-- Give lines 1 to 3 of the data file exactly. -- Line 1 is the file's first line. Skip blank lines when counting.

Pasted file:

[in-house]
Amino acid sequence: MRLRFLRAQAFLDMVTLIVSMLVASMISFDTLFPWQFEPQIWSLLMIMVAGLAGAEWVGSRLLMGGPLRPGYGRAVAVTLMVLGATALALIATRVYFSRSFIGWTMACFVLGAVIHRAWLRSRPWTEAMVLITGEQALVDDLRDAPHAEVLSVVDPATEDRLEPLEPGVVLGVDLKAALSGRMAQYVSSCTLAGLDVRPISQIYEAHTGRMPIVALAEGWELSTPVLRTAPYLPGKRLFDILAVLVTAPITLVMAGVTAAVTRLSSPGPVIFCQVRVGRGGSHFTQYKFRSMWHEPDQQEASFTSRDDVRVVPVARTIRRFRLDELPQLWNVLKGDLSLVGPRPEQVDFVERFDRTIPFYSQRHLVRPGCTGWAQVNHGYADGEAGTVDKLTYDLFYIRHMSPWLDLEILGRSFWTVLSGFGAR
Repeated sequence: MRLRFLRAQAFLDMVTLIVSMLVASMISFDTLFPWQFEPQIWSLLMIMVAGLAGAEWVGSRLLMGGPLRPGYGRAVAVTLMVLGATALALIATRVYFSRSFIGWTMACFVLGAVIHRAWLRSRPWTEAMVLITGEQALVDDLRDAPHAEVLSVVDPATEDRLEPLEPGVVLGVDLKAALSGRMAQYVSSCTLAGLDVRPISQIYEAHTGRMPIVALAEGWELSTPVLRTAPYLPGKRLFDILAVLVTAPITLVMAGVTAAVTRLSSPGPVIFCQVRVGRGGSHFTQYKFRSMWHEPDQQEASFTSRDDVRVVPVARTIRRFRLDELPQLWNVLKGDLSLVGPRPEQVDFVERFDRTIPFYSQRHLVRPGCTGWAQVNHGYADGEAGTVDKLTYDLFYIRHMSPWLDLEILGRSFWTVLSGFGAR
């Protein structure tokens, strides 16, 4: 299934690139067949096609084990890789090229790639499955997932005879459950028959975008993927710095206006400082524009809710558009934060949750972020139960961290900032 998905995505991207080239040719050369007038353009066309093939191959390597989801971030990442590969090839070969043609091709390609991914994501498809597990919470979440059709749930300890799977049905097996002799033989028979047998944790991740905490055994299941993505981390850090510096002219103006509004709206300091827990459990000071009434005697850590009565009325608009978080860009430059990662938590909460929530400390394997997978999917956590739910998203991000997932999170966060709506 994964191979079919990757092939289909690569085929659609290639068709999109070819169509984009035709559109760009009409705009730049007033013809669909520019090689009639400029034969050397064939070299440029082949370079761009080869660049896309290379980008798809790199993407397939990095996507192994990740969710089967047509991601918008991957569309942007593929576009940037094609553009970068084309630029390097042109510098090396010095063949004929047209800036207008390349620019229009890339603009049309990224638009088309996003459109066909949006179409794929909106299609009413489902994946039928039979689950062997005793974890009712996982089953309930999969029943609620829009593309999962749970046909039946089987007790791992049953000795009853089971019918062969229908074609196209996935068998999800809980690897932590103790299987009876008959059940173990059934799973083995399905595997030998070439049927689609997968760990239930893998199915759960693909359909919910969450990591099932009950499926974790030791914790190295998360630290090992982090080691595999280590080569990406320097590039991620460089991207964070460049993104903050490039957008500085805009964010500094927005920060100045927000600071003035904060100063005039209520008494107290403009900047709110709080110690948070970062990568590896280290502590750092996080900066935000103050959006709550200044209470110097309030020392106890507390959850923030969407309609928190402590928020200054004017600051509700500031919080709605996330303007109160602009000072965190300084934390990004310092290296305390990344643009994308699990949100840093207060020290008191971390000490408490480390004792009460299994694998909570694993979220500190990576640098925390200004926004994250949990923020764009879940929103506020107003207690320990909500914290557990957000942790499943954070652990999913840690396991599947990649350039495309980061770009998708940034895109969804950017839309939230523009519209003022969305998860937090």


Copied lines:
[in-house]
Amino acid sequence: MRLRFLRAQAFLDMVTLIVSMLVASMISFDTLFPWQFEPQIWSLLMIMVAGLAGAEWVGSRLLMGGPLRPGYGRAVAVTLMVLGATALALIATRVYFSRSFIGWTMACFVLGAVIHRAWLRSRPWTEAMVLITGEQALVDDLRDAPHAEVLSVVDPATEDRLEPLEPGVVLGVDLKAALSGRMAQYVSSCTLAGLDVRPISQIYEAHTGRMPIVALAEGWELSTPVLRTAPYLPGKRLFDILAVLVTAPITLVMAGVTAAVTRLSSPGPVIFCQVRVGRGGSHFTQYKFRSMWHEPDQQEASFTSRDDVRVVPVARTIRRFRLDELPQLWNVLKGDLSLVGPRPEQVDFVERFDRTIPFYSQRHLVRPGCTGWAQVNHGYADGEAGTVDKLTYDLFYIRHMSPWLDLEILGRSFWTVLSGFGAR
Repeated sequence: MRLRFLRAQAFLDMVTLIVSMLVASMISFDTLFPWQFEPQIWSLLMIMVAGLAGAEWVGSRLLMGGPLRPGYGRAVAVTLMVLGATALALIATRVYFSRSFIGWTMACFVLGAVIHRAWLRSRPWTEAMVLITGEQALVDDLRDAPHAEVLSVVDPATEDRLEPLEPGVVLGVDLKAALSGRMAQYVSSCTLAGLDVRPISQIYEAHTGRMPIVALAEGWELSTPVLRTAPYLPGKRLFDILAVLVTAPITLVMAGVTAAVTRLSSPGPVIFCQVRVGRGGSHFTQYKFRSMWHEPDQQEASFTSRDDVRVVPVARTIRRFRLDELPQLWNVLKGDLSLVGPRPEQVDFVERFDRTIPFYSQRHLVRPGCTGWAQVNHGYADGEAGTVDKLTYDLFYIRHMSPWLDLEILGRSFWTVLSGFGAR